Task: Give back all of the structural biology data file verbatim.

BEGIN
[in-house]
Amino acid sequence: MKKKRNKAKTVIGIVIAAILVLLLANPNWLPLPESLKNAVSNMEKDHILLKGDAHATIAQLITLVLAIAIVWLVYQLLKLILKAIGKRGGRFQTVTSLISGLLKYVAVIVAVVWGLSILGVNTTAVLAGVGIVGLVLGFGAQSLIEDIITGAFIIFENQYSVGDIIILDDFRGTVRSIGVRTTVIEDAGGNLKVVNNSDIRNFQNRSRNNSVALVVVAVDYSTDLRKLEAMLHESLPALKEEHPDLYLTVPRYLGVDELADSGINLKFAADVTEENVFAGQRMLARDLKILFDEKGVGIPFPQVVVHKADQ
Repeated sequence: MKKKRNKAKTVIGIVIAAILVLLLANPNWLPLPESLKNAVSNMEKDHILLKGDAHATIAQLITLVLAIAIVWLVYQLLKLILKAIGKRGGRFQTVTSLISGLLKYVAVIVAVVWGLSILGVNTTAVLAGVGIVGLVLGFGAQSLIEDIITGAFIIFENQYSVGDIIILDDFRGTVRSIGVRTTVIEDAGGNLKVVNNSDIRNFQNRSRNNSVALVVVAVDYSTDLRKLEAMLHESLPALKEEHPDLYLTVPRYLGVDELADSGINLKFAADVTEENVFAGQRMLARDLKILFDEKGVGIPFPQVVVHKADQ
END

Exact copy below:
[in-house]
Amino acid sequence: MKKKRNKAKTVIGIVIAAILVLLLANPNWLPLPESLKNAVSNMEKDHILLKGDAHATIAQLITLVLAIAIVWLVYQLLKLILKAIGKRGGRFQTVTSLISGLLKYVAVIVAVVWGLSILGVNTTAVLAGVGIVGLVLGFGAQSLIEDIITGAFIIFENQYSVGDIIILDDFRGTVRSIGVRTTVIEDAGGNLKVVNNSDIRNFQNRSRNNSVALVVVAVDYSTDLRKLEAMLHESLPALKEEHPDLYLTVPRYLGVDELADSGINLKFAADVTEENVFAGQRMLARDLKILFDEKGVGIPFPQVVVHKADQ
Repeated sequence: MKKKRNKAKTVIGIVIAAILVLLLANPNWLPLPESLKNAVSNMEKDHILLKGDAHATIAQLITLVLAIAIVWLVYQLLKLILKAIGKRGGRFQTVTSLISGLLKYVAVIVAVVWGLSILGVNTTAVLAGVGIVGLVLGFGAQSLIEDIITGAFIIFENQYSVGDIIILDDFRGTVRSIGVRTTVIEDAGGNLKVVNNSDIRNFQNRSRNNSVALVVVAVDYSTDLRKLEAMLHESLPALKEEHPDLYLTVPRYLGVDELADSGINLKFAADVTEENVFAGQRMLARDLKILFDEKGVGIPFPQVVVHKADQ